I am without a ‘home’ in the conventional sense, I would prefer to use ‘house’ here though. I am not typically living on the streets. I travel the streets a lot with my portable house, AKA suitcase. Unlike Nomad, these synonyms don’t sound exotic or alluring, they sound almost hateful. Dossing...well that might be some people’s assumptions of what I’m doing, I’ve felt like this about myself sometimes. I’ve no idea what bindlestiffs, outies, whalers or sundowners are. They all sound derogatory, not quite the same exotic tone as ‘wayfarer’. The amount of bags I tend to collect definitely suggests I’m a bag lady. Looking at this objectively – the most tangible difference between a Nomad and a homeless person, is that ‘homelessnes’ suggests a lack of choice, a forced situation.

So, those who are forced against their will to survive rough on the streets, those who need the most support and understanding from the community, are defined as ‘vagrant’ and ‘tramp’ and thus the community are welcomed to treat them as such. As if they deserve it because they haven’t worked hard enough, failing at someone else’s idea of a successful life, smoking and drinking to get themselves through which makes them even more ‘undeserving’ of our time. We are all conditioned into supporting numerous justifications as to why we shouldn’t talk to them, give them money, share our lives and our homes with them – by ‘them’ I mean other human beings like you and I. A culture of fear is built upon homelessness, our physical and emotional avoidance tactics are stealth like as we desperately pretend that we could never be in that situation, that it couldn’t happen ‘to someone like me’. I’ve had those thoughts, I have this fear, I am part of this culture and it left a very bitter taste in my mouth when I’ve hauled my possessions across London wandering where I am going to sleep that night.

So depending on who you ask – I am in some sort of limbo, sometimes one definition, sometimes the other. Not quite Nomad, not quite homeless...Nomless? Homad? I would also like to point out that the only synonym to appear on both ‘nomad’ and ‘homeless’ definitions is the term ‘migrant’.  The word migrant is apparently associated with vagrants, down-and-outs, tramps, beggars and vagabonds as well as wayfarer and wanderer...well that’s odd. The definition of a migrant is ‘a person who moves from one place to another in order to find work or better living conditions.’

Isn’t it funny the words we give to things and the meanings we put on them...ha ha. In fact, it's not funny, it can cause serious problems. Most of the time, we don't even realise how a word makes us feel, it's not the word itself but the connotations attached to it based on our thoughts, judgements and belief systems. The danger here is when someone else's judgements, thoughts and belief systems infiltrate our own and we are no longer thinking for ourselves - but from what we hear, read and see. Often this is through popular culture, or whatever is the most easily accessible form of news or entertainment. We end up with a 'popular' view, and we mistake them for our own opinions. A collective unconsciousness can be easily manipulated.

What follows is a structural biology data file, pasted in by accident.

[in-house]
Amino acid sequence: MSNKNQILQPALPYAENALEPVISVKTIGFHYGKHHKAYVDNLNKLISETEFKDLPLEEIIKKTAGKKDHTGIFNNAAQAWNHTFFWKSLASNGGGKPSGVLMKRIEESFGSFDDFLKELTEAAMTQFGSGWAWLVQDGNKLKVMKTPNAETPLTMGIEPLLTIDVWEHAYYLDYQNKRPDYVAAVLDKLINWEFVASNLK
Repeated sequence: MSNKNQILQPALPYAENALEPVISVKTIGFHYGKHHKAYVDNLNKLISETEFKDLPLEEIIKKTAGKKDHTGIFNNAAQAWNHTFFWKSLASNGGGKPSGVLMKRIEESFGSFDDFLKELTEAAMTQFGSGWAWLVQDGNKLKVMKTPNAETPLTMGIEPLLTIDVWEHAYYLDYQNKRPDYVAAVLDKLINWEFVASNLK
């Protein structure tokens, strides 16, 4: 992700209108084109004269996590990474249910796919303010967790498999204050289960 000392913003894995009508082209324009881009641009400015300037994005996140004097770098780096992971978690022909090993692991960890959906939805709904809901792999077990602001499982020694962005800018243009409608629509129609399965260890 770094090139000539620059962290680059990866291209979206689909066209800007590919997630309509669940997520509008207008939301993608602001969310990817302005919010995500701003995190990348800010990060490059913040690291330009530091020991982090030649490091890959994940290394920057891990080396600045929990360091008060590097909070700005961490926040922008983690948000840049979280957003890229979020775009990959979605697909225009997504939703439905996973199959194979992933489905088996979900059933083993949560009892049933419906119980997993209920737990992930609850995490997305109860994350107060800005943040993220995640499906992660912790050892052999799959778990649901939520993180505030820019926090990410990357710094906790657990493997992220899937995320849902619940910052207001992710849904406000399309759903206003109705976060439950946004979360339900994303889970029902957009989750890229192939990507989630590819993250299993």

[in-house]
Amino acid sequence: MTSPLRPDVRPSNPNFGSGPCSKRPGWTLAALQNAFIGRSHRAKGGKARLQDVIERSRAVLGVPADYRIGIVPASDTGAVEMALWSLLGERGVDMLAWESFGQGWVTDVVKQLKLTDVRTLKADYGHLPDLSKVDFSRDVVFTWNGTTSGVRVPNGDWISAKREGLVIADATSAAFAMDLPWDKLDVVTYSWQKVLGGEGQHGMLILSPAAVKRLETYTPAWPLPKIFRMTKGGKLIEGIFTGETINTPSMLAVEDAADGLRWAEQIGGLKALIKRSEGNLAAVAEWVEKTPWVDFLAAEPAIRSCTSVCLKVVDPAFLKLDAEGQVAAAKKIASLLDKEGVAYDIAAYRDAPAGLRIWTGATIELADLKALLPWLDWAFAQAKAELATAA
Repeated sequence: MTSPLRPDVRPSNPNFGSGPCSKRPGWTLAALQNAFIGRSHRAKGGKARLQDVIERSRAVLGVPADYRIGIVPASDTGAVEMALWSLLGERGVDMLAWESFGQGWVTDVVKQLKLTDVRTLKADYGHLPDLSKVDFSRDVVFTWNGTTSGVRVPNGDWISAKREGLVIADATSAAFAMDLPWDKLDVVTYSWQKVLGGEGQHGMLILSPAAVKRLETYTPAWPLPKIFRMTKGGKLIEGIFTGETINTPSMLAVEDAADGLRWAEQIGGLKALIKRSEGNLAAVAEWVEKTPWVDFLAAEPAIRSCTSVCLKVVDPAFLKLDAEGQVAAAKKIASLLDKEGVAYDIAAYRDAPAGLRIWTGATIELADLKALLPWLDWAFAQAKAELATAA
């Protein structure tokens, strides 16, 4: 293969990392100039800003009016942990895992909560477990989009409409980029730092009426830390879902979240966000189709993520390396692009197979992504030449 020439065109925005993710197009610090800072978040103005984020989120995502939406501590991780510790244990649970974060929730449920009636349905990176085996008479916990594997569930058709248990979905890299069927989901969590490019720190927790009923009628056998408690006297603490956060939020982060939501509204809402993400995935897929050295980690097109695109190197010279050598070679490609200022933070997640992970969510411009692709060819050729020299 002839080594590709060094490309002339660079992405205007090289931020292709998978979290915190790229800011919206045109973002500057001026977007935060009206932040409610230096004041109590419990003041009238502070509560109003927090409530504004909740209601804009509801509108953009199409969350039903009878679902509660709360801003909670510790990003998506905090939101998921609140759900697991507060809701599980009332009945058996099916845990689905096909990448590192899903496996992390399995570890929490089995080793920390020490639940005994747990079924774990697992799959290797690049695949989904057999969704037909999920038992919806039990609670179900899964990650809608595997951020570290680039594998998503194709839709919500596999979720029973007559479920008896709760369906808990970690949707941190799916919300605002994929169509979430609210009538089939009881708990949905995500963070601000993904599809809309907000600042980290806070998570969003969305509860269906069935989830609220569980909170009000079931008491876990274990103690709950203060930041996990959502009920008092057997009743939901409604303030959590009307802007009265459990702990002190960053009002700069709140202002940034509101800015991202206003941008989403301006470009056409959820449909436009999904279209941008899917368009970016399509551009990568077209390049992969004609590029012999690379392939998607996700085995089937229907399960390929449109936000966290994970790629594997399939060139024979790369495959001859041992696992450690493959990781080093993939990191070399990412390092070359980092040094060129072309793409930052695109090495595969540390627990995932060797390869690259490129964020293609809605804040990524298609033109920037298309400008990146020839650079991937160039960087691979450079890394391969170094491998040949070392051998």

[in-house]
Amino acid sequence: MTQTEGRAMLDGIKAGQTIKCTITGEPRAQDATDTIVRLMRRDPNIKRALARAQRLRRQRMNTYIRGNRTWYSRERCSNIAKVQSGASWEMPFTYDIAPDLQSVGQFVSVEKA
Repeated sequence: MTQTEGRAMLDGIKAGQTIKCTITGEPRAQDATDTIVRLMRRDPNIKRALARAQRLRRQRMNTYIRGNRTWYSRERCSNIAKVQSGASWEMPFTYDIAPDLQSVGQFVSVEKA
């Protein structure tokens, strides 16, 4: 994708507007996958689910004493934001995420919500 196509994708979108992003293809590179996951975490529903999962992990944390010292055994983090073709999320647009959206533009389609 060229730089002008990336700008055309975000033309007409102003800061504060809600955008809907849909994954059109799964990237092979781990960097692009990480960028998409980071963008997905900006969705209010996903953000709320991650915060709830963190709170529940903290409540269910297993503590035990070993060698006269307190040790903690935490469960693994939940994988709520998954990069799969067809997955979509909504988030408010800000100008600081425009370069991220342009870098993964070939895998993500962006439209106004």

Perhaps I have manipulated myself. A Nomad is exotic and alluring and that is what I would rather be. I choose this and it brings me joy, as well as the triumphant feeling of having escaped a sinister trap in the nick of time. Yet even as I write this, I realise that I have made a definition of my circumstances necessary. I guess if I can define my situation and myself as Nomadic, it is comprehensible enough to be explained and understood. I am trying to make it logical, reasonable and attractive. Is this to avoid the fear that I am going mad or having a breakdown? I don’t know the answer to that – making myself Nomadic didn’t feel like the easiest option when I was looking at it from afar from my fortified safe house. As I am writing these very sentences I am beginning to realise the depth of my need to be understood and to justify my choices. Now let’s open it out that this may be the sole necessity for creating this blog. A way for me to express my experiences and feelings so that I may feel as if I am not alone - because I fear being alone. Not just physically, but in my heart and soul. I opened myself up with the intention of allowing others to relate, to feel comforted, inspired. I quote my ‘About’ section - ‘in the hopes of inspiring others to choose themselves as the most important relationship of all.’ I really hope that opportunity arises due to the sharing of my experiences. Yet truthfully, I feel as if my lack of self-love renders me inadequate to provide that comfort without objective. Then again, I guess this is the journey. Hah. There I go again, trying to have it all worked out before I’ve even started.

Have we started?

Self x